The National Institutes of Health (NIH) came under fire this week after admitting it funded coronavirus gain-of-function research at the Chinese Institute of Virology in Wuhan, but the United States is not the only country to to have been “complicit” in supporting the controversial research, according to Australian investigative journalist Sharri Markson.

The world scientific community had “full knowledge” of the research carried out on bats in the laboratory in Wuhan, accuses Markson in his new book “What really happened in Wuhan. ”

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State funding has been awarded globally, Markson says, for gain-of-function research – a practice of artificially designing an animal virus to examine how it becomes more easily transmitted and fatal to humans. .

“International partners have been complicit in a lot of this,” Markson noted in his book.

She found Australia had trained “top scientists” in the controversial research, while France reportedly built the lab in collaboration with China.

Markson also reported that the United States continued to funds scientific research on gain of function “even after banning it in the United States”.

Under President Obama, funding for this type of research was suspended in 2014 in 22 areas, including experimental studies related to SARS, influenza and SEA.

“During this hiatus, the US government will not fund any new projects involving these experiments and encourages those who are currently doing this type of work – whether federally funded or not – to voluntarily suspend their research while the risks and benefits are reassessed, ”the White House said. said in an Oct. 17, 2014 statement. “The funding suspension will not apply to characterization or testing of naturally occurring influenza, MERS and SARS viruses, unless there is no have a reasonable expectation that these tests would increase transmissibility or pathogenicity. “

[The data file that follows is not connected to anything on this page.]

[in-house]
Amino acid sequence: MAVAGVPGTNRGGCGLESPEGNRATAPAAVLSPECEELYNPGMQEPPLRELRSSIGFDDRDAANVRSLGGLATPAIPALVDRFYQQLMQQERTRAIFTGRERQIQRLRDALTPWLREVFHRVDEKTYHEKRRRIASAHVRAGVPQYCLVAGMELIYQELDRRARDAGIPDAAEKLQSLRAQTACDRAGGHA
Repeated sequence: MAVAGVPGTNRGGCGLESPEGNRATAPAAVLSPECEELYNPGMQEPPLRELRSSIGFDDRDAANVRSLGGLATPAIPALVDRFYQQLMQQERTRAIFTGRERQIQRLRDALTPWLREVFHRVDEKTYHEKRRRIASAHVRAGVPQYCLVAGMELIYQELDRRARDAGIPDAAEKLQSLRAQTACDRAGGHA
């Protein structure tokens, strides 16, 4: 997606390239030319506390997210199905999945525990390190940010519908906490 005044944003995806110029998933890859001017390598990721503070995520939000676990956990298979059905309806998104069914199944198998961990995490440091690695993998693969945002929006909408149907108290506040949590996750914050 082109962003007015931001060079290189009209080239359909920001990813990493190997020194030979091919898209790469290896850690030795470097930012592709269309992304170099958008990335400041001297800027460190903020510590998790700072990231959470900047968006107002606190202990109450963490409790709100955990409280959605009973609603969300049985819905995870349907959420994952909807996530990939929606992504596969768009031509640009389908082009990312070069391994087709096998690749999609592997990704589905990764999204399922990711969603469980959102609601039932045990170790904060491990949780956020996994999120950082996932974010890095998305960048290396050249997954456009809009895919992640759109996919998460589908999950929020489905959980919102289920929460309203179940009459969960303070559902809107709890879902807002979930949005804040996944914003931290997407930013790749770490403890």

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Dr Anthony Fauci, director of the National Institute of Allergy and Infectious Diseases (NIAID), which reports to NIH, reportedly supported the hiatus, although the temporary suspension was lifted in 2017.

But Markson alleged the hiatus was “inexplicably lifted under the Trump administration” without “any adequate explanation.”

She said after speaking with former President Trump officials they were not aware of any changes in tenure policies and alleged that the best doctor had “kicked in” the changes.

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Former health secretary Alex Azar has also claimed he had no knowledge of restrictions being lifted on research into the job posting until the media surfaced in 2021.

An NIH spokesperson told Fox News the accusations were “not accurate” and pointed to NIH monitoring policies that coordinate the actions of the Department of Health and Human Services (HHS) and the Office of the science and technology policy of the White House when it comes to obtaining a position. research.

Andrew Mark Miller contributed to this report.

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